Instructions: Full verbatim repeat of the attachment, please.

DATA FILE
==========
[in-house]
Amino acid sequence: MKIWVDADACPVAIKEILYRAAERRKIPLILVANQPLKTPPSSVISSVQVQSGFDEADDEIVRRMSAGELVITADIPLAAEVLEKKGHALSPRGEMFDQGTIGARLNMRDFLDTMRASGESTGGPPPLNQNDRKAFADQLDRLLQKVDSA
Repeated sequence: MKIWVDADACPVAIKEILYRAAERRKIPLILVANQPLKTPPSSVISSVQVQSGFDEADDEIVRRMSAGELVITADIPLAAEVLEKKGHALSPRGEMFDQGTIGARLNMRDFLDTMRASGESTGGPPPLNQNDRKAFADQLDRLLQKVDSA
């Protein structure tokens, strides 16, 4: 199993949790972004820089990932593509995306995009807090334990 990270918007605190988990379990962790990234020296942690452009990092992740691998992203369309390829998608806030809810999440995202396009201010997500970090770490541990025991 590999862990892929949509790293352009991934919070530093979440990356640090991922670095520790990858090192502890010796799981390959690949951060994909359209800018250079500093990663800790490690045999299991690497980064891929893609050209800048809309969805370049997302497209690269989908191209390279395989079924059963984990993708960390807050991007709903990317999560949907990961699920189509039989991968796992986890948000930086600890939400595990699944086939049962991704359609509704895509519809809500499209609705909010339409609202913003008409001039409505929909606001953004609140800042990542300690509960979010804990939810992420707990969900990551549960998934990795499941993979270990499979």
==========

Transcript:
[in-house]
Amino acid sequence: MKIWVDADACPVAIKEILYRAAERRKIPLILVANQPLKTPPSSVISSVQVQSGFDEADDEIVRRMSAGELVITADIPLAAEVLEKKGHALSPRGEMFDQGTIGARLNMRDFLDTMRASGESTGGPPPLNQNDRKAFADQLDRLLQKVDSA
Repeated sequence: MKIWVDADACPVAIKEILYRAAERRKIPLILVANQPLKTPPSSVISSVQVQSGFDEADDEIVRRMSAGELVITADIPLAAEVLEKKGHALSPRGEMFDQGTIGARLNMRDFLDTMRASGESTGGPPPLNQNDRKAFADQLDRLLQKVDSA
């Protein structure tokens, strides 16, 4: 199993949790972004820089990932593509995306995009807090334990 990270918007605190988990379990962790990234020296942690452009990092992740691998992203369309390829998608806030809810999440995202396009201010997500970090770490541990025991 590999862990892929949509790293352009991934919070530093979440990356640090991922670095520790990858090192502890010796799981390959690949951060994909359209800018250079500093990663800790490690045999299991690497980064891929893609050209800048809309969805370049997302497209690269989908191209390279395989079924059963984990993708960390807050991007709903990317999560949907990961699920189509039989991968796992986890948000930086600890939400595990699944086939049962991704359609509704895509519809809500499209609705909010339409609202913003008409001039409505929909606001953004609140800042990542300690509960979010804990939810992420707990969900990551549960998934990795499941993979270990499979």